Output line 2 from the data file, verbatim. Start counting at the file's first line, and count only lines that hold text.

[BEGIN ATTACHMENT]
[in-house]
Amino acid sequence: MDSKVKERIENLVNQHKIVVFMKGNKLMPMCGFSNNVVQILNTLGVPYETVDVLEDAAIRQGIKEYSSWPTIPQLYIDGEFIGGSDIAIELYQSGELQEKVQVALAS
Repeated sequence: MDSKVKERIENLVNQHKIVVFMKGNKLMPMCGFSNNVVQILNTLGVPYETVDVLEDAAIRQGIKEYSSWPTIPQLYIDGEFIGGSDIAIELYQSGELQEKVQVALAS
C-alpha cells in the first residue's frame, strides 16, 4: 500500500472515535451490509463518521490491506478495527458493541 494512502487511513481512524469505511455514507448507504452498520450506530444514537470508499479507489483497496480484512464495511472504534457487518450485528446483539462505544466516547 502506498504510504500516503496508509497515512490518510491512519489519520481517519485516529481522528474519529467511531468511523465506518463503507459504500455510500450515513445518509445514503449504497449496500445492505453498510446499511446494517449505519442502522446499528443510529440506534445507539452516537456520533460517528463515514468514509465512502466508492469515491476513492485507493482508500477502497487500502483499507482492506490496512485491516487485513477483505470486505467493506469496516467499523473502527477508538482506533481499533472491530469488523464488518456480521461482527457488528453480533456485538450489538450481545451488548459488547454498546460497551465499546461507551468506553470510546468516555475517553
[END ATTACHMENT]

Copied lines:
Amino acid sequence: MDSKVKERIENLVNQHKIVVFMKGNKLMPMCGFSNNVVQILNTLGVPYETVDVLEDAAIRQGIKEYSSWPTIPQLYIDGEFIGGSDIAIELYQSGELQEKVQVALAS